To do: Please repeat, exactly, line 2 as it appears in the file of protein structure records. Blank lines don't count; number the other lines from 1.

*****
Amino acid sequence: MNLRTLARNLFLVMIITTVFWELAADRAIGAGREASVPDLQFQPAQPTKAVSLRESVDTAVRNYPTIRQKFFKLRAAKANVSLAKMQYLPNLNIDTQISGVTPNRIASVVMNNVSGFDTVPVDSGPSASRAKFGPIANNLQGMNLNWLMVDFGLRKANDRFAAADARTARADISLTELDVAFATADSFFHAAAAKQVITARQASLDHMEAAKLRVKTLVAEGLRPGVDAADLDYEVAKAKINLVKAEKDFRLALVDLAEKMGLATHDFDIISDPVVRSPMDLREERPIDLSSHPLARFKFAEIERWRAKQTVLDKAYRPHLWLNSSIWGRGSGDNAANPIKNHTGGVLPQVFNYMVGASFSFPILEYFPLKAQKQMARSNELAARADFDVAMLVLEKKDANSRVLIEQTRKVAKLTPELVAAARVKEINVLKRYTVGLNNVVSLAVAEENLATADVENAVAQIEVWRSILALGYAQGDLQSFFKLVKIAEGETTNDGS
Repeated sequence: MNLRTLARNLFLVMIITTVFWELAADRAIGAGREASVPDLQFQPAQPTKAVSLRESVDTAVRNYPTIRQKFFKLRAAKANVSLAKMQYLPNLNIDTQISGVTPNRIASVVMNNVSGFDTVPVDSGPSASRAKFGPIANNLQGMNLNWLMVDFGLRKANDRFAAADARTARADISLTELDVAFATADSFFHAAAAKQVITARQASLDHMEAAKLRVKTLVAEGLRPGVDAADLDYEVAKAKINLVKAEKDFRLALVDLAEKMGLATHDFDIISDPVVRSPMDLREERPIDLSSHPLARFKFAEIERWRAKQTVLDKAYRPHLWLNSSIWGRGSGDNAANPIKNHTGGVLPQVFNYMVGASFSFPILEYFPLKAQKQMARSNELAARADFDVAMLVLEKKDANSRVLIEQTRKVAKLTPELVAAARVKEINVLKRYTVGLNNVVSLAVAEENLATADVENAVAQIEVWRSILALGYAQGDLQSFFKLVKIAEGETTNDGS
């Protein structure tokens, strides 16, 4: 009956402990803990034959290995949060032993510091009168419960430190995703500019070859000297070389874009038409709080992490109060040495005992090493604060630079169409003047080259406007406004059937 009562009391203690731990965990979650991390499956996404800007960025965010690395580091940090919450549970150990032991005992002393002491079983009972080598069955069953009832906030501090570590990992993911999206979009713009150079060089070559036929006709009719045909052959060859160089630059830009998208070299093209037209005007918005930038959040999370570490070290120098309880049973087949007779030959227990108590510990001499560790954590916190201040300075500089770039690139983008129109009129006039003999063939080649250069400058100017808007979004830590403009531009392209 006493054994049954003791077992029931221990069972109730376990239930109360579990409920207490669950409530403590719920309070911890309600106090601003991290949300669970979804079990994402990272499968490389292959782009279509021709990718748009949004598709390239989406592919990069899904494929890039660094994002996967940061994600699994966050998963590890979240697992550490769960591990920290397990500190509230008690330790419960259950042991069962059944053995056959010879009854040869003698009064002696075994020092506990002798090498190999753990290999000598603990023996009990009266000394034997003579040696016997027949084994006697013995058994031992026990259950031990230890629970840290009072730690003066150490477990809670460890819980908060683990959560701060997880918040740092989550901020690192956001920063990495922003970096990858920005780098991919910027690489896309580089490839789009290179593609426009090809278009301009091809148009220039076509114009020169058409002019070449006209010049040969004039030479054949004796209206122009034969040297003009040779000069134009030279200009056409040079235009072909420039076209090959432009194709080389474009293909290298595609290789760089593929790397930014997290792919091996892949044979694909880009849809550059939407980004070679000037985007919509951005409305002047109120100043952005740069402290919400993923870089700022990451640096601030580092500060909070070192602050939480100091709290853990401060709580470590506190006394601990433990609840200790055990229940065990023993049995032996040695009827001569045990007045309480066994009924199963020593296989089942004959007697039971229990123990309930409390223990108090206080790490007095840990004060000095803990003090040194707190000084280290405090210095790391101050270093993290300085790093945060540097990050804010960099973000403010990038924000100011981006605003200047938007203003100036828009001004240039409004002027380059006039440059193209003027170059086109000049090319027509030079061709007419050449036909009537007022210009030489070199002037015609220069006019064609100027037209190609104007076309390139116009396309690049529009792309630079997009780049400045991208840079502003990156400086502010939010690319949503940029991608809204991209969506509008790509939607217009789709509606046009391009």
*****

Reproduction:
Repeated sequence: MNLRTLARNLFLVMIITTVFWELAADRAIGAGREASVPDLQFQPAQPTKAVSLRESVDTAVRNYPTIRQKFFKLRAAKANVSLAKMQYLPNLNIDTQISGVTPNRIASVVMNNVSGFDTVPVDSGPSASRAKFGPIANNLQGMNLNWLMVDFGLRKANDRFAAADARTARADISLTELDVAFATADSFFHAAAAKQVITARQASLDHMEAAKLRVKTLVAEGLRPGVDAADLDYEVAKAKINLVKAEKDFRLALVDLAEKMGLATHDFDIISDPVVRSPMDLREERPIDLSSHPLARFKFAEIERWRAKQTVLDKAYRPHLWLNSSIWGRGSGDNAANPIKNHTGGVLPQVFNYMVGASFSFPILEYFPLKAQKQMARSNELAARADFDVAMLVLEKKDANSRVLIEQTRKVAKLTPELVAAARVKEINVLKRYTVGLNNVVSLAVAEENLATADVENAVAQIEVWRSILALGYAQGDLQSFFKLVKIAEGETTNDGS